The so-called “Kabbalah Centre” run by religious guru Philip Berg and popularized by 1980s rock diva Madonna has often been called a “cult” and criticized as little more than a business, by Jewish scholars and leaders.

Never mind.

Extra, a Hollywood TV show that features celebrities has now apparently determined Berg’s group really “isn’t a cult,” but instead infers that it represents “a set of 4000 year-old teachings, predating all religions.”

At best this statement is misleading.

But of course when religious scholars need a definitive explanation about a controversial group like the Kabbalah Centre, what better source to rely upon than Extra?

Seriously, such a proclamation carries little weight amongst experts, but it may influence the public’s perception. And celebrities like Madonna seem to call the shots at shows such as Extra, which cater to stars for face time.

If such a program reported something critical about a celeb’s favorite “cult” it just might end up on the star’s list marked for no more interviews. And this may mean lower ratings for celebrity-driven shows like Extra.

So rather than focusing on the facts, Hollywood TV shows often produce puff pieces that soft focus on a subject in a way that pleases celebrity patrons.

Warning the public about a potentially dangerous group and possibly preventing someone from being hurt does not appear to be a concern for such programs. Instead, they seem to care more about a bump in their ratings, which the cache of an icon like Madonna often delivers.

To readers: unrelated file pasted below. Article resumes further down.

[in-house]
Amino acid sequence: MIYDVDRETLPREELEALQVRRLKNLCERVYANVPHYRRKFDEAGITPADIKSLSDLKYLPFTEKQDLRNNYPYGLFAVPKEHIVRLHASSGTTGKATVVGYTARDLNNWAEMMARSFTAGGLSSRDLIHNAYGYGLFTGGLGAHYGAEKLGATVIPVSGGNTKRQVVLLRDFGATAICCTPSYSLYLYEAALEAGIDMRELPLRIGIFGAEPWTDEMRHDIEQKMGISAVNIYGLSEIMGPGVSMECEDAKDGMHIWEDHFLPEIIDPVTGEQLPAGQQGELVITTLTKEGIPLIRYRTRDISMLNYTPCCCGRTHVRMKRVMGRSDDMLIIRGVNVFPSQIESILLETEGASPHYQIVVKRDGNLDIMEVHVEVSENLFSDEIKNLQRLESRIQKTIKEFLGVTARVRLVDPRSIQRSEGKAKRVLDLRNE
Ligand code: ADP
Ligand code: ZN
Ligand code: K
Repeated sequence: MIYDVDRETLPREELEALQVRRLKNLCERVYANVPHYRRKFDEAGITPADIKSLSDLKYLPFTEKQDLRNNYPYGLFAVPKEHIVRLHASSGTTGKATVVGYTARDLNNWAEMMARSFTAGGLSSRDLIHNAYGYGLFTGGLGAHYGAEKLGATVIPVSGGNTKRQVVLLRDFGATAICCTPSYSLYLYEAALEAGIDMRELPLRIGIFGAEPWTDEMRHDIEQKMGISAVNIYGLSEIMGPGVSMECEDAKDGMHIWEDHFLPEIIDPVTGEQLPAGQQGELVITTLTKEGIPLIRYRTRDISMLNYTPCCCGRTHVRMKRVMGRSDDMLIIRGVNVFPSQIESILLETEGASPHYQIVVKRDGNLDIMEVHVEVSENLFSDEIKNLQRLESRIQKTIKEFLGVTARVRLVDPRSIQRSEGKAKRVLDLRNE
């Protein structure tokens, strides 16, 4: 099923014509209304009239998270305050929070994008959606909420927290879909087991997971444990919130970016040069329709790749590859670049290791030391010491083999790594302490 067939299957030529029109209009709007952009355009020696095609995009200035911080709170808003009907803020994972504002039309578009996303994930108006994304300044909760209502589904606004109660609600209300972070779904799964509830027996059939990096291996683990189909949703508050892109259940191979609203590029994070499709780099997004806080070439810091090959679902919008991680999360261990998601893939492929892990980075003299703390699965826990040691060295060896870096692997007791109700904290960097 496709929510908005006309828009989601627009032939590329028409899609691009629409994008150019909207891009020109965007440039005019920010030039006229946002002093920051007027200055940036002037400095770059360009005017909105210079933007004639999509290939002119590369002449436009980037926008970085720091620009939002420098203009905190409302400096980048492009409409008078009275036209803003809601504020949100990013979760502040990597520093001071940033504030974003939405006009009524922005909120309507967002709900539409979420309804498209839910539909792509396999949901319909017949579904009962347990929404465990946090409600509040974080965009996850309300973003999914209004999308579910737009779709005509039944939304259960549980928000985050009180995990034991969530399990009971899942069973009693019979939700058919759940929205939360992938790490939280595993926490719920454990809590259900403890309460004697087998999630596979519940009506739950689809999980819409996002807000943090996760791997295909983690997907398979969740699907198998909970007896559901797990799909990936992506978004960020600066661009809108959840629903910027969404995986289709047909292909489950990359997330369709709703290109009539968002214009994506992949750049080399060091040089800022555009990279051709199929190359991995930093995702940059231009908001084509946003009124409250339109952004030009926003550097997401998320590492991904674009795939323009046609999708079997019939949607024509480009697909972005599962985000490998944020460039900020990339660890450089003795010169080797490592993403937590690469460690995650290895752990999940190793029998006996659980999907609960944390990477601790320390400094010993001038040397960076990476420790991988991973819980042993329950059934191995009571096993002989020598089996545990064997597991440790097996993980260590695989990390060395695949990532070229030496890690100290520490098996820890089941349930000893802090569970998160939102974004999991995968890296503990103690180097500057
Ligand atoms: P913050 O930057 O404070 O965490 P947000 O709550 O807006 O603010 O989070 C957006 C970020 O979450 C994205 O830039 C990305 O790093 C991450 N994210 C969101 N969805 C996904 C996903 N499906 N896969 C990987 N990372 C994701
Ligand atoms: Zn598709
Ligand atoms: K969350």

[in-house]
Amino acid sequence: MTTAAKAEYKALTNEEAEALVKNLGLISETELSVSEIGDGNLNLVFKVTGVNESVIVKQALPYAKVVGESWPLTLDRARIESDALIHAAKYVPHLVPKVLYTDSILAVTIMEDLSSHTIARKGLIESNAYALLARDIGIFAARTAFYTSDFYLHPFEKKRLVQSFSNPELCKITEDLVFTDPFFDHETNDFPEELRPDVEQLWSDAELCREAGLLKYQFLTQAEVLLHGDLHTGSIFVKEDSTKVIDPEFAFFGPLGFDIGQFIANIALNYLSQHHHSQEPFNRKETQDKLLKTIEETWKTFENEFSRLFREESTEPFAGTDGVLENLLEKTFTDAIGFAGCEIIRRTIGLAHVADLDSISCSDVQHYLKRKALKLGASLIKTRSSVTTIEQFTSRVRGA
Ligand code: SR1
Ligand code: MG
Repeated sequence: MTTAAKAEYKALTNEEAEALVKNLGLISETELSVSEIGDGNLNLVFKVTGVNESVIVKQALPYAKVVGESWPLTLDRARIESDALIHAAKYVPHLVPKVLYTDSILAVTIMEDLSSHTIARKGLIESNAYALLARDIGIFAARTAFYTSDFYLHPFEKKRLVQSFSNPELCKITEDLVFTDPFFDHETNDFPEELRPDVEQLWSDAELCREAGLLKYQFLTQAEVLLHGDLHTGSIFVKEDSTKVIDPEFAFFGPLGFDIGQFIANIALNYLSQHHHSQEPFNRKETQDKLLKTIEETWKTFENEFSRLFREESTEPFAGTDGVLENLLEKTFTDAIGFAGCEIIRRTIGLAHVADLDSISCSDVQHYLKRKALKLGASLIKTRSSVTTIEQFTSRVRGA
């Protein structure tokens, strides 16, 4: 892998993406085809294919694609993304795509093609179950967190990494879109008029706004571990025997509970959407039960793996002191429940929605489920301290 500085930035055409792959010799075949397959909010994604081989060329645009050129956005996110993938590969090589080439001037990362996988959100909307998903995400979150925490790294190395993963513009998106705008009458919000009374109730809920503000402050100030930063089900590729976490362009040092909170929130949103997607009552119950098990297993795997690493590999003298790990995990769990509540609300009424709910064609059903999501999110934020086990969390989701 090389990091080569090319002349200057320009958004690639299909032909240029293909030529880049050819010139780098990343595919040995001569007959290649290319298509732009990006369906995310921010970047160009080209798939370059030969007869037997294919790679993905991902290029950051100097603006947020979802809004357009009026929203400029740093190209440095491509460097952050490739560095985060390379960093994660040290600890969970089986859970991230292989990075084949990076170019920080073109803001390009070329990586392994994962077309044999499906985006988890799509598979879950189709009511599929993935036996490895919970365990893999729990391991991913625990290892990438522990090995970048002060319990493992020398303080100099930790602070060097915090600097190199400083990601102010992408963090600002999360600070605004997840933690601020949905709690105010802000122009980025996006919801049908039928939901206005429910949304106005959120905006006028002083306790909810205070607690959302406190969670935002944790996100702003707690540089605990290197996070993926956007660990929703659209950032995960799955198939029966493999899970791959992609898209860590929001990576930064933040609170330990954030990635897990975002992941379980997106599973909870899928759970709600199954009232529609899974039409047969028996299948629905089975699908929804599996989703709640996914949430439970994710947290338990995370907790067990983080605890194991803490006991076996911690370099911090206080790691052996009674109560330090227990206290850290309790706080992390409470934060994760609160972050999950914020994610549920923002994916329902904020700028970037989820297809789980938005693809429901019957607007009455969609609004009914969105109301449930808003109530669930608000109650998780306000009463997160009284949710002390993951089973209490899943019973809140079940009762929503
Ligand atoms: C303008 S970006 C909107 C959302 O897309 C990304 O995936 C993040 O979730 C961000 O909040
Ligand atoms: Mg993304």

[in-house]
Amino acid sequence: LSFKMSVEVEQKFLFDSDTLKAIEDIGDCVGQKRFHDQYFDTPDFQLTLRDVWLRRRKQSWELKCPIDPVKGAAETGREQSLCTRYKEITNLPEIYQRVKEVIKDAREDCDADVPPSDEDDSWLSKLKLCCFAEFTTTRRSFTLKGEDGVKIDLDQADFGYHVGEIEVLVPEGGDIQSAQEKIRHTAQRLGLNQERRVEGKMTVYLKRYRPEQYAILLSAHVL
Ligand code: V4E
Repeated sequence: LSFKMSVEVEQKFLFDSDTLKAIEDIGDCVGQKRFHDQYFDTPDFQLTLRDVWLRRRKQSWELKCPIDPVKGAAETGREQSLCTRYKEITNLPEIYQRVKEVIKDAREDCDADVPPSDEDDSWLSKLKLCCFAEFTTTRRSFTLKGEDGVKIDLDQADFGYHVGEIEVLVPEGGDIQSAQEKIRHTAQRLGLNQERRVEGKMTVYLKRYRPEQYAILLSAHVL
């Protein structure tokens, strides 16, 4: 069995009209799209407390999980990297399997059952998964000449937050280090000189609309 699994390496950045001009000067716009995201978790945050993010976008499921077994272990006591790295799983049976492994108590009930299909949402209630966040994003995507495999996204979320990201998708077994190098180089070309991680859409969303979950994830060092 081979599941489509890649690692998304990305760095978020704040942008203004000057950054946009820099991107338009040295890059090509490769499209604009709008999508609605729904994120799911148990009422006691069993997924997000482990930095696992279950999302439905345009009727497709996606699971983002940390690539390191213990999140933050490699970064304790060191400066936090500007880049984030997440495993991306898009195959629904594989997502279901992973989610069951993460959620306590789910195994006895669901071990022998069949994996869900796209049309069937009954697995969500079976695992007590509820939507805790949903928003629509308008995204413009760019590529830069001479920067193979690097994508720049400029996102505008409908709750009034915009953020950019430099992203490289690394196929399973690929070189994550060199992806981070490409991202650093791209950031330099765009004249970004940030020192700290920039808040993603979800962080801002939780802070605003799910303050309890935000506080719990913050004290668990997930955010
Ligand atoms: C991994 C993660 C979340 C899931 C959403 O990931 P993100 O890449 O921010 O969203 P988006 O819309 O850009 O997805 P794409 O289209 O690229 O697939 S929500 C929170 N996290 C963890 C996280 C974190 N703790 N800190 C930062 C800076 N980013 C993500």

In this sense these Hollywood shows frequently serve as convenient free advertising for whatever trendy guru or “cult” a star wants to promote, from Scientology to Philip Berg.

However, if you are interested in substance rather than fluff read what one religious authority has to say about something called “scanning” taught to students like Madonna at the Kabbalah Centre.

“This practice of scanning is pure and utter nonsense,” says Rabbi Ariel Bar Tzadok at the website Kosher Torah.

“Scanning” is the practice of viewing pages of religious text without the ability to read the words, that never-the-less somehow provides a supposed “spiritual” benefit, according to the Kaballah Centre.

Despite Extra’s apparent endorsement Madonna’s version of the Kabbalah doesn’t appear to be Kosher. And more serious reporters have actually ridiculed it as “McWisdom.”

But don’t expect Extra to change its format any time soon. Instead, the program will likely continue to allow celebrities such as Madonna to present little more than infomercials about their favorite “cults” in a seeming exchange for face time.


no comment untill now

Sorry, comments closed.